Gastronomic Destinations: New Caledonia (2)


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Noumea’s Morning Market

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One great way to enjoy and experience the truly local life in New Caledonia and especially in Noumea is to wake up early, skip breakfast and visit tne Morning Market near Port de Plaisance. Almost all buses go there, so there is little chance to get lost.
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Not only will you find all locally grown vegetables and fruit (plus some imported ones, notably potatoes, altough locals eat yams), but you can buy cooked food at stands offering bread, pastries, Vietnamese food such as all kinds of nems, all these at extremely reasonable prices. There is also a large indoors Cafe Stand where you can drink great New caledonian coffee, soft drinks and what else.
You can also take advantage of other stands offering crafts and Kanak clothing, paleos and so forth.
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But the must-see are the fish stands displaying sea food caught the day or night before. If you happen to live or stay in a place equipped with its own kitchen, this a great opportunity to choose your fish and shellfish for sashimi, steamed, fried, simmered fish, some of which can be found in the sea surrounding Okinawa.
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Now if it is crustaceans you are looking for, you might be in for a great surprise or shock depending on your tastes as you will not find spiny lobsters weighing under 2 kg! (Just boil them, then cool them and eat with mayonnaise or grilled in the oven!)

Wishing you a happy shopping!

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Today’s Bento/Lunch Box (7)


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For once the Missus had to bring my Tuesday’s bento to my office before she went to work as I had to leave very early to attend a Primary School Graduation Ceremony away along Abe River.
It was quite a hearty one I must say!
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The “Salad” part consisted of fresh cabbage, cress, tomato and “Tori no Tsukune”/Sauteed Chicken Balls wrapped in shiso/perilla leaves. All vegetables are locally grown.
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The “Rice” part consisted of Maki/Rolls made of sushi rice mixed with “Tobiko”/Flying Fish Roe contained smoked salmon with thin leeks and wrapped in lettuce. I’m sure Allison will be interested! “Kamaboko Dango”/balls of fish paste (steamed and filled with tuna or cheese bought at the supermarket) and pickled cucumber and “Gobo”/Burdock Roots we bought in Kyoto last Friday.

I can tell you I was full and happy!

Korean Restaurant: Hoyoken


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So many carnivorous friends of mine have repeatedly asked me to recommend them a Korean Yakiniku Restaurant that I feel I have to introduce one at least that I truly appreciate.
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All Korean restaurants in this country seem the same at first glance. So the difference will reside in the quality of the meat, the attitude of the staff and the general atmosphere.
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Actually, even vegetarians can find their prefered food there!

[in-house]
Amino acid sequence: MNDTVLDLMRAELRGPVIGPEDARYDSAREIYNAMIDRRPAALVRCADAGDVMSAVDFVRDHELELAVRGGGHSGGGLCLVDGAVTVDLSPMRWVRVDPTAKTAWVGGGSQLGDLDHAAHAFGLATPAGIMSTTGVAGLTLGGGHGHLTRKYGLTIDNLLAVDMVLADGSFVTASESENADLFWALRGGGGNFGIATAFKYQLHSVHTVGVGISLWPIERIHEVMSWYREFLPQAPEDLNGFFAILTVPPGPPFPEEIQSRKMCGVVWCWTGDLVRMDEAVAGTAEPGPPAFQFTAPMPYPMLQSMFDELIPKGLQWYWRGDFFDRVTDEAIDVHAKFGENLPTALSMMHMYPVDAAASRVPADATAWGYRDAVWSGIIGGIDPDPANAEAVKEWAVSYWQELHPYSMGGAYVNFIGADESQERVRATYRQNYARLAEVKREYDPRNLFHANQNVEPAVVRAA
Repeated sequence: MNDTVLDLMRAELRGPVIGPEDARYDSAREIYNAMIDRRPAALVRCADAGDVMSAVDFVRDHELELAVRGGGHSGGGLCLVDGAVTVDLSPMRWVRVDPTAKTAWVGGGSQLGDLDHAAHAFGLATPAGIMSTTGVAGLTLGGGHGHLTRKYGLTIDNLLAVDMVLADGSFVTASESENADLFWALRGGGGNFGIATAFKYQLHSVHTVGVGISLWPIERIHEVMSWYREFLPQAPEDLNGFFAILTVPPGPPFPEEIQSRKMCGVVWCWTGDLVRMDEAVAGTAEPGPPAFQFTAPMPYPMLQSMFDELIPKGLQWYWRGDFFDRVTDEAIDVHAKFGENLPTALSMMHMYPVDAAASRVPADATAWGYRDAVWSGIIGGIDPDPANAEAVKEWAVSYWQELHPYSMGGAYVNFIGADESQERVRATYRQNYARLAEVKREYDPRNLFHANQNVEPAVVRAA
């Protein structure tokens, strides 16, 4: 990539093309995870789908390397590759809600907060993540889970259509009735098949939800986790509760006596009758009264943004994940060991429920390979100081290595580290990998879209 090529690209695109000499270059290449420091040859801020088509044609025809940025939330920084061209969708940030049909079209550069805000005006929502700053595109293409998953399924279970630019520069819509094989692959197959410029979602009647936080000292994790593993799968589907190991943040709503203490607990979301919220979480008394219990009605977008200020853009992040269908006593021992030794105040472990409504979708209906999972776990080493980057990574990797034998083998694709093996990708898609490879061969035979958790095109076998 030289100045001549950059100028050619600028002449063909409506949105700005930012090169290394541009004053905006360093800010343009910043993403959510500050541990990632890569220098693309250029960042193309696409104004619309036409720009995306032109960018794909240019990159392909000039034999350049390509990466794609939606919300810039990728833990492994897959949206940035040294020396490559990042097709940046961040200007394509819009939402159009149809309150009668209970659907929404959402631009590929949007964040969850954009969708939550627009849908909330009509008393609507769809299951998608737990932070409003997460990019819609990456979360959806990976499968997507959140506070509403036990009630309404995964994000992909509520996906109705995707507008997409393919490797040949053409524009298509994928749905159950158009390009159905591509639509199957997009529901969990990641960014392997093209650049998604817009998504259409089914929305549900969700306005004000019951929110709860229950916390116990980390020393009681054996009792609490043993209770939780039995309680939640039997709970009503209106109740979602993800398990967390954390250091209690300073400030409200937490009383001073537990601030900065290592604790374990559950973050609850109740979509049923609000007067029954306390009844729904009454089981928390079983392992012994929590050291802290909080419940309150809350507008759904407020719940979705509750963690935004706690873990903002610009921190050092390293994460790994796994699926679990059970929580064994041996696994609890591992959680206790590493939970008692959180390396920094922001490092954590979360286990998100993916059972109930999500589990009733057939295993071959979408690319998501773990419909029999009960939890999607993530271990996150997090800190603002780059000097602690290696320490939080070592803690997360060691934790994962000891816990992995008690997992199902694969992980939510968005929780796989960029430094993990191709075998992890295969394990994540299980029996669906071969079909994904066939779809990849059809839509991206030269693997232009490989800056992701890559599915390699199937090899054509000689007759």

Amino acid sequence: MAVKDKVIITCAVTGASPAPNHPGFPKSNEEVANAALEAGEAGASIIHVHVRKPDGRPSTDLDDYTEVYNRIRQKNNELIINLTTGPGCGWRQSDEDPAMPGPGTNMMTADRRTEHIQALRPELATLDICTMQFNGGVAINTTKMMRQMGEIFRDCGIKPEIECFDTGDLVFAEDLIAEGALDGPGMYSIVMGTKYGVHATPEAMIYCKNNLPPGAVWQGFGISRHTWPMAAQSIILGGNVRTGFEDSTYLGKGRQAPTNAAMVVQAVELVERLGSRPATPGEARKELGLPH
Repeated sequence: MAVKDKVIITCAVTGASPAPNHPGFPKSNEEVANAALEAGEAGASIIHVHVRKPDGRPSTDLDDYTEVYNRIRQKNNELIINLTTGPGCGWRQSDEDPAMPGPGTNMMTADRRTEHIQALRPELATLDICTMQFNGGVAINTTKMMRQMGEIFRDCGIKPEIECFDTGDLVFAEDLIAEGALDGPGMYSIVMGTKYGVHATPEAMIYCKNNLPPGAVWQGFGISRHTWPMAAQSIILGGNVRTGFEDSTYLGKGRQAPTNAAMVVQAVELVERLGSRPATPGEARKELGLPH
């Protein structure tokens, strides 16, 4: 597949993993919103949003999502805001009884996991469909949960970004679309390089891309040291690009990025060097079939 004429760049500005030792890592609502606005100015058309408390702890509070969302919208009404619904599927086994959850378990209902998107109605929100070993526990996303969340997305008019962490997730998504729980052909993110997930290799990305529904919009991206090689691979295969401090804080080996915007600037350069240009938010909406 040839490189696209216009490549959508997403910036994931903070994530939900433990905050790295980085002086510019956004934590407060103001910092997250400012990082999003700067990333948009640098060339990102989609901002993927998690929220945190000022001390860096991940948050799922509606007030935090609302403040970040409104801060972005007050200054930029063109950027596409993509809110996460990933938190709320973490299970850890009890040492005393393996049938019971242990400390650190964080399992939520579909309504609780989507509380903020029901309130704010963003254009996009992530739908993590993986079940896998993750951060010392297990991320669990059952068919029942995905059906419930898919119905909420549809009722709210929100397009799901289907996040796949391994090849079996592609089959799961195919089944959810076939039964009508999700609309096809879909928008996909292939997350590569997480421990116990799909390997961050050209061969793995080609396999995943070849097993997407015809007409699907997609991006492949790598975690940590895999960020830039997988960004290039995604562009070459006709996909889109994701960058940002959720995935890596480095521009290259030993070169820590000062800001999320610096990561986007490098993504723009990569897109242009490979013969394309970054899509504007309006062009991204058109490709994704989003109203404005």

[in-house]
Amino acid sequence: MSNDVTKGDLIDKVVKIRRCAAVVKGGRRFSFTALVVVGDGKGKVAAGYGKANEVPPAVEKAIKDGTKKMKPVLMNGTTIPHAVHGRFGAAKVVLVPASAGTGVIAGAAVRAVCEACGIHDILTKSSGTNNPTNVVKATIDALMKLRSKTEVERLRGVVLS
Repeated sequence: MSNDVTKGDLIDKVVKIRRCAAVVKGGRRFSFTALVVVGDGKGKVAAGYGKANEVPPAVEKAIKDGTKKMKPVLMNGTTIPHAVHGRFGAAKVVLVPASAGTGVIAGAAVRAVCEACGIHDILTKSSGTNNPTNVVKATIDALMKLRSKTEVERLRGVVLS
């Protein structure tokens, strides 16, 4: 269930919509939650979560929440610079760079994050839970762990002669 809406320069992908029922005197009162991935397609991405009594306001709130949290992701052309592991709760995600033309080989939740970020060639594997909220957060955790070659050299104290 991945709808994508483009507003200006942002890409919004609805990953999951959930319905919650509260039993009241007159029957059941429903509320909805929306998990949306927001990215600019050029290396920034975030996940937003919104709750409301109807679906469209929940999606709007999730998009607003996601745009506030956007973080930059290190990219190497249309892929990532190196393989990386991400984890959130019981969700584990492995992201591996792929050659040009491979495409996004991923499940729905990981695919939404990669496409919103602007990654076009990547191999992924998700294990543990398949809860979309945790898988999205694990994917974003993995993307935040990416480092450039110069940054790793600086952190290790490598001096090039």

Founded in 1949, this is one of the best traditional Yakiniku Restaurants in Shizuoka City and it is quite crowded most of the time. Even so, the staff works hard to serve you as soon as possible in a quiet and effective manner.
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You cannot ignore their homemade pickled vegetables!
A hint?: choose a seat at the counter and you will see everybody at work. Some great sakes in store, too.

HOYOKEN
Address: 420-0036 Shizuoka Shi, Aoi Ku, Suruga-cho, 6-18.
Tel.;: 054-2528929
Opening hours: 17:00~24:00.
Closed on Mondays.
Credit cards OK.

Gastronomic Destinations: New Caledonia (1)


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Restaurant: la Coupole

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Although this is not srictly within the purpose of this blog, I thought it would be a shame not to share some good moments I spent abroad and thus provide useful and truthfull knowledge away from the “guides” and what else!

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As March 11th is the Missus’ birthday, we (I) thought we ought to celebrate it with a special dinner.
La Coupole in Noumea, New Caledonia (we had discovered a very good value free-time tour for three days to this favourite destination of ours) is the best Fench restaurant in the whole island (that is until now…) and located just beside the Surf Hotel where we resided.
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After a Kir for aperitif (my half pointed out that a glass of Champagne would have fitted the occasion better, to which I replied that I wished to bring her back to the hotel in reasonably good shape…), I chose a Cote Chalonnaise, Red Mercurey, Les Gravettes 2005, one of the best reds in that particular region and certainly better value than overblown Bourgogne greta names.
The amuse (see pic above) consisted of foie gras terrine slice with toast and balsamico dressing. I ended up with half of my half (no pun there!) as she felt a bit conscious about her waist.
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I ordered a dozen oysters from Doumbea. These are raised in the village of the same name and have the particularity to be small, full and succulent. I never seem to have enough of them every time I visit this island.
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Her Grace chose the Cassolette d’Ecrevissesd de Bolouporis a l’Estragon/ oven baked crayfish from Bolouporis (New Caledonia) with taragon.
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The crayfish are basically sauteed with a julienne of vegetables and fresh taragon and seasoned fresh cream, then poured in a dish to be covered with light pastry before being baked in an oven. Good balance. It was the first time the Missus challenged crayfish and she loved it.